“We live like kings,” say homeless at Madibeng shelter

Mayor Jostine Mothibe and sister Thenjiwe Lebese with one of the ‘guests’ at the shelter.

For many homeless people in Brits and surrounding areas, it is the first time in years that they have a bed to sleep in, warm meals three times a day, ablution facilities and even new clothes! And all this as a result of the Covid-19 outbreak and lockdown regulations.

The Madibeng municipality, on government’s instruction to get the homeless off the streets, opened a homeless shelter at the Primindia Community Hall early in April and for most of them it is a luxurious haven.

“I have been living in the Brits streets without bedding or food for the past six months. I am very happy here. I even have new clothes,” 26-year-old Simon told Kormorant.

Willie (63) has been living on the streets in Brits for many years. “I usually sleep on the lawn of the municipal clinic or under the outside roof if it rains. The police picked me up there and brought me here. It is very nice here. The only problem I have is that I am not allowed to go out to get exercise,” he says.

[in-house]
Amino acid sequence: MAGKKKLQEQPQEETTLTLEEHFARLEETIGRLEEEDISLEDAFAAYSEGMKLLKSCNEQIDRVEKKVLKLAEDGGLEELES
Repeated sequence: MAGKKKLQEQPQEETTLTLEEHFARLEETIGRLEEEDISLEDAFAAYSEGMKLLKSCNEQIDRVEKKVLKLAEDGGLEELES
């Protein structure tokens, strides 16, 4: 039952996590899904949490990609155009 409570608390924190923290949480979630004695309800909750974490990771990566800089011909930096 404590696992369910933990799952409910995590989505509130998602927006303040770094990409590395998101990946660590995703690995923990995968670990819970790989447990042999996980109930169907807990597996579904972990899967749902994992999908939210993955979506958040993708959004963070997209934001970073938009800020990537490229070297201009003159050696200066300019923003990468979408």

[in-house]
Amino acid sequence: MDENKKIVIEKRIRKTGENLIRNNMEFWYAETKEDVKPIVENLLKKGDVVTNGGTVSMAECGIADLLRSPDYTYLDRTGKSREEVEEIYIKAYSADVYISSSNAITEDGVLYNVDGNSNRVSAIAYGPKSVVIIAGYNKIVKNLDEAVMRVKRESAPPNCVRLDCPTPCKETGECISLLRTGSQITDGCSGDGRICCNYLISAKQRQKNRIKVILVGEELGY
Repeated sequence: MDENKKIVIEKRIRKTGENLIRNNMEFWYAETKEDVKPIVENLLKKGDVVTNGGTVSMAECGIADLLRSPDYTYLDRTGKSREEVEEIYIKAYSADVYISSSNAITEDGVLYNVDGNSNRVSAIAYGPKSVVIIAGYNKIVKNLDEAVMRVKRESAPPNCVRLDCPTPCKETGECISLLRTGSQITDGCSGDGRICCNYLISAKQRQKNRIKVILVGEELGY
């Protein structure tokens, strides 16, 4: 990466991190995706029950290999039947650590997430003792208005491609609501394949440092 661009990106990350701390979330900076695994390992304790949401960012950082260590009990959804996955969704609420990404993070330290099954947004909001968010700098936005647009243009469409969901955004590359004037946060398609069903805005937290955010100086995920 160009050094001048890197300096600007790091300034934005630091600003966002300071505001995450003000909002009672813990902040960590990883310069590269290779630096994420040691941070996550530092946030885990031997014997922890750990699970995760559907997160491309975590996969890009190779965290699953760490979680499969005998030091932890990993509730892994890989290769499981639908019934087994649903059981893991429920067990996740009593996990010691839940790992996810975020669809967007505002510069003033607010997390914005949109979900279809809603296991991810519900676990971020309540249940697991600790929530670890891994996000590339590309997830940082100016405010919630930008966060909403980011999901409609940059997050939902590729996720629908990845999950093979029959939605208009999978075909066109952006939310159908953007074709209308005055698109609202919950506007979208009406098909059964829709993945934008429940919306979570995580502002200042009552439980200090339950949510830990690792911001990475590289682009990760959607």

“We live like kings,” another ‘guest’ at the shelter said. “We can shower, we get good food, a warm bed and even clothes. I like living here!”

“In fact they have five meals a day,” Madibeng mayor Jostine Mothibe laughs. “We have wonderful sponsors who are making this possible.”

Sibanye Stillwater mine donated mattresses and blankets for the shelter and SASSA donated toiletries and more blankets. Shops in Tom Street have donated food, as did several churches in the area. Sasko donates bread. The shelter has received a fridge from a church to use during the lockdown period.

Pick n Pay Brits has donated vouchers for food to the value of R20 000. “This enables us to feed them healthy food. We are also receiving clothes from a person in Hartbeespoort that we give to the homeless people at the shelter.” Currently only 12 people live at the shelter but numbers vary as people come and go.

The shelter also has a professional nurse on site that looks after the occupants’ health.

“We must however, realise that we have to consider what will happen to them once the lockdown is lifted. During this time, we are interviewing the people at the shelter to determine what skills they have. We have already found a job for one person. We are also assisting those who do not have identity documents and have spoken to the department of housing re applications for RDP houses,” Mothibe says.

In the meantime, this shelter is a haven for the homeless. As one said: “We are very very happy here. I don’t want to leave…”